May 3 - 4, 2018
University of Edinburgh
“Sometimes it’s only madness that makes us what we are.”
– Grant Morrison, Batman: Arkham Asylum (1989)
In Madness and Civilization, Michel Foucault writes that “madness fascinates man”. Indeed, examples of this dark allure are present throughout the ages. From tales of those who paid a penny on Sundays to view the insane held at London’s Bethlem Hospital in the early nineteenth century, to ever popular portrayals of mental illness and madness in the literature, television, and film of the twentieth and twenty-first centuries, representations of psychiatric illness remain loaded, highly visible, and deeply entrenched in Western pop culture.
Mental illness – and more colloquially, madness – often functions metaphorically as representative of a subversive liminality that delegitimizes protest against the status quo. Characters like John Givings in Richard Yates’s novel Revolutionary Road, for example, are ultimately neutralized as political agents through psychiatric diagnosis. Other more recent filmic and televisual representations of mental illness utilize such psychiatric tropes in alternative but highly recognizable ways. Television shows such as Sherlock and House emphasize the connection between madness and genius, while Fight Club and the television series Mr Robot focus on the social equation between mental illness and criminality. The American true crime podcast Sword and Scale has been accused of demonising victims of mental illness. In Andrew Solomon’s Noonday Demon, Allie Brosh’s webcomic Hyperbole and a Half, and Kabi Nagata’s manga My Lesbian Experiences with Loneliness, the line between pathology and pathography, medicine and memoir, has blurred.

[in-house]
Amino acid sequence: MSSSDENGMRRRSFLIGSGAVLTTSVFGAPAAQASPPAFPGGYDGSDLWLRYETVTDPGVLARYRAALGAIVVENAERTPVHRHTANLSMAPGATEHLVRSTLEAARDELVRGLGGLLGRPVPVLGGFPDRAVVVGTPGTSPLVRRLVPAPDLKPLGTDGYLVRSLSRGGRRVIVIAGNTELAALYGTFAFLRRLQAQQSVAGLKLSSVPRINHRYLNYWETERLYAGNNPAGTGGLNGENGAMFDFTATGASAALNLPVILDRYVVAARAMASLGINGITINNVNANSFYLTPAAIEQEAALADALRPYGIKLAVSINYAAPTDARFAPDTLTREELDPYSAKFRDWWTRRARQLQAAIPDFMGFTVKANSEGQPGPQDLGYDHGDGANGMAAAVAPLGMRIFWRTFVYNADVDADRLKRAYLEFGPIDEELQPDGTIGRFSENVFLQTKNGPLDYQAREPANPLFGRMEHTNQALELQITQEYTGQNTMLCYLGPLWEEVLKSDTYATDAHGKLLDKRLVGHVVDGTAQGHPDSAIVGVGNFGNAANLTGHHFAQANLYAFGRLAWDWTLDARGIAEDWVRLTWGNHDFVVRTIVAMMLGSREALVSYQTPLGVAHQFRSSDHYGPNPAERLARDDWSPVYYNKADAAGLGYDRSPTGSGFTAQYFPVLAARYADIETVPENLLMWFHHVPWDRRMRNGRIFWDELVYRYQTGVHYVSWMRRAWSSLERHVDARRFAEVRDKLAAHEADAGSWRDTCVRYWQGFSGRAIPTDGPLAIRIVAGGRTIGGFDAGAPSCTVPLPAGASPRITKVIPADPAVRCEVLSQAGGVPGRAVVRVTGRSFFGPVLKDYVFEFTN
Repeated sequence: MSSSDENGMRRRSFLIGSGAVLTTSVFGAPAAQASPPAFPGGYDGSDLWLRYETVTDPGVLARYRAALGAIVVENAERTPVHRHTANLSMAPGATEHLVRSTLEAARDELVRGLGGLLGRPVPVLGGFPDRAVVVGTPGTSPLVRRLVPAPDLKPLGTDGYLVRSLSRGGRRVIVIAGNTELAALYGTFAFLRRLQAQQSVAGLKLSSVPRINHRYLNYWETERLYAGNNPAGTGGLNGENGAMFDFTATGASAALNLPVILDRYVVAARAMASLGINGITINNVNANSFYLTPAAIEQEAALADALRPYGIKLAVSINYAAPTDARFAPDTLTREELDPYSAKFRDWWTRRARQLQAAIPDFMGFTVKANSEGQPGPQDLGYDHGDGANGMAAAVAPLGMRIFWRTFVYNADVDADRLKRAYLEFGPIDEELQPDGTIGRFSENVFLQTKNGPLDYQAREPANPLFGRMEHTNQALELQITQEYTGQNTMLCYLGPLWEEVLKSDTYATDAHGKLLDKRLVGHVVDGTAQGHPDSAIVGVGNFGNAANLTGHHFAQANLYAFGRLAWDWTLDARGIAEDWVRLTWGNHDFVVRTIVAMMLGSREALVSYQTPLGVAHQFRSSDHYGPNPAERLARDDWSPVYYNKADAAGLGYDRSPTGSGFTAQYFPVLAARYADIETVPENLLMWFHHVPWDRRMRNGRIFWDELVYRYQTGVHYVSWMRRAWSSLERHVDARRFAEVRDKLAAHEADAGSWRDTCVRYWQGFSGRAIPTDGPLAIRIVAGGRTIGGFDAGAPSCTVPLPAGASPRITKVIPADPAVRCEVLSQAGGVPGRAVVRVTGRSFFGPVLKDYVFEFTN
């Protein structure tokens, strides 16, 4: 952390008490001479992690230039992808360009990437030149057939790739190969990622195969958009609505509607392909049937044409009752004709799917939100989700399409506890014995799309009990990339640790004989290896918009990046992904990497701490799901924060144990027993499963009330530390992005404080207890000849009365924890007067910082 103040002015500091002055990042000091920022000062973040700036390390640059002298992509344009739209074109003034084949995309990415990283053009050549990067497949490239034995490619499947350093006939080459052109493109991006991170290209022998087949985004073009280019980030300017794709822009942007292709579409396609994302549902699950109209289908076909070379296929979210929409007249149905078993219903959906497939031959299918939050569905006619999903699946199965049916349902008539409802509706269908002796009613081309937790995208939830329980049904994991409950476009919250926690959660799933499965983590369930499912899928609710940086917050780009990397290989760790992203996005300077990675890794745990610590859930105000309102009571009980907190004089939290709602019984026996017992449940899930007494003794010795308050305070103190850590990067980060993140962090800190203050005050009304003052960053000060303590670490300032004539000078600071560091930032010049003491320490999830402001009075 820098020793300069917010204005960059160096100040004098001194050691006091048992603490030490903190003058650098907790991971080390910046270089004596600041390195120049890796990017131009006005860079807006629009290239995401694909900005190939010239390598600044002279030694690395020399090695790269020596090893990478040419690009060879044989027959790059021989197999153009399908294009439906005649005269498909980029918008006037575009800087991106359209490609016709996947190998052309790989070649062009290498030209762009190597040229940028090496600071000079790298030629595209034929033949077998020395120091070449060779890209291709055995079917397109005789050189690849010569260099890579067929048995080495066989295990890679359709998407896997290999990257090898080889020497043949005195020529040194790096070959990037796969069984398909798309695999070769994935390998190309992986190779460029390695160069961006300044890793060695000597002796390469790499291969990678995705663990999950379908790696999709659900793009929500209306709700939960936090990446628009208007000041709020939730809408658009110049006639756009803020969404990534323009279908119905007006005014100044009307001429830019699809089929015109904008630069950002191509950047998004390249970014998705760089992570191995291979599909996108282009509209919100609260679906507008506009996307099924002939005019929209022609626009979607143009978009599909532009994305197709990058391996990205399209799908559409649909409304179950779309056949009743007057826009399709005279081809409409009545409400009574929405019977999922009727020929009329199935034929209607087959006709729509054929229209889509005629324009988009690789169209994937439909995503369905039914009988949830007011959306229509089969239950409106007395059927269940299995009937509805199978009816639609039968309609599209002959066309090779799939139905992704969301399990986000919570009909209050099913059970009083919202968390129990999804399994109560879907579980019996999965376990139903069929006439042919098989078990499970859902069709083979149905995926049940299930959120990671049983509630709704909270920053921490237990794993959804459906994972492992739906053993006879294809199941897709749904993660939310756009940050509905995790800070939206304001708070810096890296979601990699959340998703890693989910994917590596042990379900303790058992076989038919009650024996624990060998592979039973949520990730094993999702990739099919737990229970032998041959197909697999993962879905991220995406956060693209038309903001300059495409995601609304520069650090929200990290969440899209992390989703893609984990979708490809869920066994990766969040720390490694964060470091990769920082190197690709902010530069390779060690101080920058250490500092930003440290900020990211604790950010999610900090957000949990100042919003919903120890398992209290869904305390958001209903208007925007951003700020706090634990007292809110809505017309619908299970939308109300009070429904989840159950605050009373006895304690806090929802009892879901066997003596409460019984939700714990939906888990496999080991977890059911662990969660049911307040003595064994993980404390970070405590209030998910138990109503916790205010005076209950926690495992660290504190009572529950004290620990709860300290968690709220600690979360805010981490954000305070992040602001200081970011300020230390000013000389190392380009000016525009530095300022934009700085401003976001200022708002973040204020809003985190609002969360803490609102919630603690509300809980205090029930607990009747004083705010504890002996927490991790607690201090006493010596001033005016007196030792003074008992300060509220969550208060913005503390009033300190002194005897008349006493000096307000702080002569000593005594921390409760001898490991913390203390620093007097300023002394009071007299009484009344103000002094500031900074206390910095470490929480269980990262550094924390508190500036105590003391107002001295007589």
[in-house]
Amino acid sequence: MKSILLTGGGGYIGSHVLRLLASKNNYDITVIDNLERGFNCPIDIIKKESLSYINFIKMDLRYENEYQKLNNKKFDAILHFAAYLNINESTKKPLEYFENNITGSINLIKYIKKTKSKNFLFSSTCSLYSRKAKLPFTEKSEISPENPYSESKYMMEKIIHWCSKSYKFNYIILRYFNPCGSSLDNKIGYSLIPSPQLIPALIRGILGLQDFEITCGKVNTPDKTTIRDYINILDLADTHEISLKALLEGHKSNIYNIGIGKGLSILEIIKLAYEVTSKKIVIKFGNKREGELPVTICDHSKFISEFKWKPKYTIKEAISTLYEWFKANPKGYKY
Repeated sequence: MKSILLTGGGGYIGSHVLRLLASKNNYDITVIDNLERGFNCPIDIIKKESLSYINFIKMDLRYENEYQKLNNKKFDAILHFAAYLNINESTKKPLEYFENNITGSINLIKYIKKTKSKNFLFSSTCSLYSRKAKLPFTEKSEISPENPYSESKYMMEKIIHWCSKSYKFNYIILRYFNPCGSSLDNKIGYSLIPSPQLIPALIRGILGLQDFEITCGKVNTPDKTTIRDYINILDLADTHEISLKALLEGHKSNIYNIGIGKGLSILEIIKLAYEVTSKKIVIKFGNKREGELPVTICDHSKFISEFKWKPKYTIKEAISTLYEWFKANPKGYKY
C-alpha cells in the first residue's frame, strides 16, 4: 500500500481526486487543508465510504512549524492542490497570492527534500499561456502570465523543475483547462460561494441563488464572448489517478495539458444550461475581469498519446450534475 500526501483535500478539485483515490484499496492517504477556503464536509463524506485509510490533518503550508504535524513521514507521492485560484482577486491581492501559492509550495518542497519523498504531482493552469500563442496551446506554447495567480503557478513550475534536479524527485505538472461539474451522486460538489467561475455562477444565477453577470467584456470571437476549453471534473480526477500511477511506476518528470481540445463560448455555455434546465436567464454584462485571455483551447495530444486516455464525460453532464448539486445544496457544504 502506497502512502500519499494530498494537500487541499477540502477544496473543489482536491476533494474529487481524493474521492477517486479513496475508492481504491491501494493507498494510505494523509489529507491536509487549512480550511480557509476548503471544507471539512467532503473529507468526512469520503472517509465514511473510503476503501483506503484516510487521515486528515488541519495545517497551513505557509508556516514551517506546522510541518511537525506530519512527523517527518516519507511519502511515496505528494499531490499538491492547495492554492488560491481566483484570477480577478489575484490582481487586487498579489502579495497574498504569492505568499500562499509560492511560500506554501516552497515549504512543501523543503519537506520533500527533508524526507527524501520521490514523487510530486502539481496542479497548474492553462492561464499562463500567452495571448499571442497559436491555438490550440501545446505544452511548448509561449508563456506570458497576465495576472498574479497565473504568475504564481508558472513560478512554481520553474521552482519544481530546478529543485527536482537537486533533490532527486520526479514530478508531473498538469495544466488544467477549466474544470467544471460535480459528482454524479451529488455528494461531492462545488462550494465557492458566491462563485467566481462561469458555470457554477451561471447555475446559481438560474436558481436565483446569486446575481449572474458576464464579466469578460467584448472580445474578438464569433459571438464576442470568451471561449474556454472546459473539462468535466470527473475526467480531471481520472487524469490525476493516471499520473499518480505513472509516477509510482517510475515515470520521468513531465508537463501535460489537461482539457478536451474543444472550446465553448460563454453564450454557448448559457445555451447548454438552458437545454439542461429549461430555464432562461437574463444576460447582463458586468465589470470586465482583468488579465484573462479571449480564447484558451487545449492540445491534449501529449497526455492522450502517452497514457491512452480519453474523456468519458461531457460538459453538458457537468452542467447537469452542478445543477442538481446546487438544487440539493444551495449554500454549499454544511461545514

This conference will examine these representations, and explore the ways in which madness, mental illness, and those who are both affected by, and striving to treat, psychological maladies are depicted in twentieth and twenty-first century popular culture. We ask: how have fluctuating historical conditions and attitudes influenced the ways in which madness and mental illness are portrayed in the media? What kind of relationship exists between medical understandings of psychological disorders and popular depictions of such illnesses? Do contemporary portrayals of “madness” in popular fictions work to demystify and destigmatize mental illness, or do these representations reinforce negative stereotypes, further obfuscating our understanding of psychological disorders?
We welcome proposals for 20-minute presentations from a range of disciplines that engage with popular conceptions of madness and mental illness in the twentieth and twenty-first centuries. Proposals that include visual arts or other media, as well as the traditional paper, are welcomed. Topics include, but are not limited to:
- Depictions of mental illness in film, television, literature, podcasts, graphic novels, and video games
- Madness as political/protest (social conformity as ‘true’ madness)
- Women/gender and madness
- Madness and creativity
- Pop culture vs. medical establishment
- Psychiatry in popular culture
- Madness and horror/the Gothic
- Madness, confinement, and physical space
- Asylums, community care, and deinstitutionalization
- Madness as metaphor
- History of psychiatry and antipsychiatry
- Freud and the history of popularization of psychoanalysis
- Post-war psychiatry
- The politics/impact/importance of life narratives
- The “myth” of mental illness
- Medical humanities and medical science
- Mental health and contemporary politics
- Madness and confessional narrative
Please submit abstracts of 300 words, along with a short biographical note (150 words), to email@example.com by 2nd February, 2018. Further information at www.madnessinpopculture.com. Follow us on Twitter @madpopculture or facebook, under “Madness in Pop Culture PG Conference”.